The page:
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Stat Med. 1991 Feb;10(2):221-40.

Identifying the fertile phase of the human menstrual cycle.

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  • 1Department of Medical Physics, Royal Postgraduate Medical School, London, U.K.


The identification of the human fertile phase as the time during which a woman or a couple may conceive is elusive. The fertile time depends on many factors in each individual menstrual cycle and may be said to be more of a statistical than a physiological entity. This paper reviews the application of statistical methods to three areas related to conception and the fertile phase. The first is the prediction and detection of ovulation from serial measurements, such as hormones, basal body temperature and cervical mucus, throughout the menstrual cycle. Typically, such variables increase from some baseline level to a peak around ovulation (the most fertile time), then subside to low levels in the postovulatory phase. The statistical challenge is to detect the rise (signalling the onset of potential fertility) and subsequent fall. Analytic methods considered include thresholds, Bayesian change-point models and particularly the cumulative sum (cusum) technique which is both simple to apply and understand, and effective. The second area comprises appropriate methods of analysing and interpreting data from clinical studies of the fertile phase, especially in so-called natural family planning (NFP) where it is usual for women to observe several indices of potential fertility. Such studies usually try to establish the temporal relationships between markers of the fertile phase and examine the success of different combinations of markers in delineating the fertile time in comparison with a standard 'defined' phase, for example, the interval from three days before to two days after the peak of luteinizing hormone. The third area is the assessment of the probability of conception on certain days of the cycle, which is vital to the understanding of the fertile phase and its application to NFP. Direct estimation of such probabilities is impractical; instead, resort must be made to estimation by maximum likelihood of the parameters of specially constructed models. Suitable models are described. Finally, the need for a new prospective study of the probability of conception in relation to the markers of the fertile phase used in the symptothermal method of NFP is discussed.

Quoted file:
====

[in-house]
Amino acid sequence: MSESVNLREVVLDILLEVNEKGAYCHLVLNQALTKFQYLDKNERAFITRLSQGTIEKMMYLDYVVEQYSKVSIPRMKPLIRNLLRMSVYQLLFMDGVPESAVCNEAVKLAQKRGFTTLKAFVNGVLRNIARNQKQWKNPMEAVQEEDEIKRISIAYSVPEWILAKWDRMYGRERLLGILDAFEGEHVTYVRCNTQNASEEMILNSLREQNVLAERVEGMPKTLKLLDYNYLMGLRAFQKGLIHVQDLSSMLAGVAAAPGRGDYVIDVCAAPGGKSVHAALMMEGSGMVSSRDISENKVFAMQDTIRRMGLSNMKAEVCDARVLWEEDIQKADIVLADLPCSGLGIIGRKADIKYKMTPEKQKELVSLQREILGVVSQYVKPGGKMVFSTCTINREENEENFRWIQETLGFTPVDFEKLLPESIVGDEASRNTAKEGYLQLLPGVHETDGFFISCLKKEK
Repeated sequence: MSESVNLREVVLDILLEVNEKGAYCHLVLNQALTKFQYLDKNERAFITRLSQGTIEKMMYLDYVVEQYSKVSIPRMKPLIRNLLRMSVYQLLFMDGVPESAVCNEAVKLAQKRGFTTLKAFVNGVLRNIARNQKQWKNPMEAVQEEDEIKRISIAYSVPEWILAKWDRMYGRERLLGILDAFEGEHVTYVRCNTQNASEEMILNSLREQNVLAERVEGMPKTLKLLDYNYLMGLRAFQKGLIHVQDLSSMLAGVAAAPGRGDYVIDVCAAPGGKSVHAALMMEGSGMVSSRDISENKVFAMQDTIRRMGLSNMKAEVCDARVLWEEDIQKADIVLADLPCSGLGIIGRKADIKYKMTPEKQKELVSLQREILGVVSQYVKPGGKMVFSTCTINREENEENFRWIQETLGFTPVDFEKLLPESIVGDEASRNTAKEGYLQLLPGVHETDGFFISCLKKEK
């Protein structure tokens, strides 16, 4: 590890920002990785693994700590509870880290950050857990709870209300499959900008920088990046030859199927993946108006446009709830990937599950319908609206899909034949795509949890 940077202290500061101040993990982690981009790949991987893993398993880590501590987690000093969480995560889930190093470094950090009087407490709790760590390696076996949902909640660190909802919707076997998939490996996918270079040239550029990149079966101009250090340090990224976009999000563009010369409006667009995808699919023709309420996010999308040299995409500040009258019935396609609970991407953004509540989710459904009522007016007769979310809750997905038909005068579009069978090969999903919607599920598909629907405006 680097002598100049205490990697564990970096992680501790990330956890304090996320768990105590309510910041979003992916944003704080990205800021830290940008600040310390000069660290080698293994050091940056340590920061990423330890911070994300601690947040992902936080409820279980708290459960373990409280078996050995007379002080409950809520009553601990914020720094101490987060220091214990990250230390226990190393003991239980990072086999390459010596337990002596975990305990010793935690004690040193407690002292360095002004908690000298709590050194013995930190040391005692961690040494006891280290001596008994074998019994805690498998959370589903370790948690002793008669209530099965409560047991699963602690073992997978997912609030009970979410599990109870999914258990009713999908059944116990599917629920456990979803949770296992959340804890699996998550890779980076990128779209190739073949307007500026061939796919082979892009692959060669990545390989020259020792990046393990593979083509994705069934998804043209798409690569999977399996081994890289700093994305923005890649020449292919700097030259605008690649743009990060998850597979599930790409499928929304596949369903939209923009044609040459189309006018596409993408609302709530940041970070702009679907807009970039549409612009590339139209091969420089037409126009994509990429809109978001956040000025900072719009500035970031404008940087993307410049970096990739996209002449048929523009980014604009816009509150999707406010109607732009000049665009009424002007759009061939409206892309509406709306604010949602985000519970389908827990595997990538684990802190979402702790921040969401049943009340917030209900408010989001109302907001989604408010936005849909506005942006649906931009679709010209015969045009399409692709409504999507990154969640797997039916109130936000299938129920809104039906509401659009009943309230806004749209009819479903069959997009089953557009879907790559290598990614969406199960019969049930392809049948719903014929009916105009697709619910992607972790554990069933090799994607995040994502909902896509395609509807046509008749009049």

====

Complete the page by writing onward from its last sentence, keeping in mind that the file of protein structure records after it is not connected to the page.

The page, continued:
[PubMed - indexed for MEDLINE]
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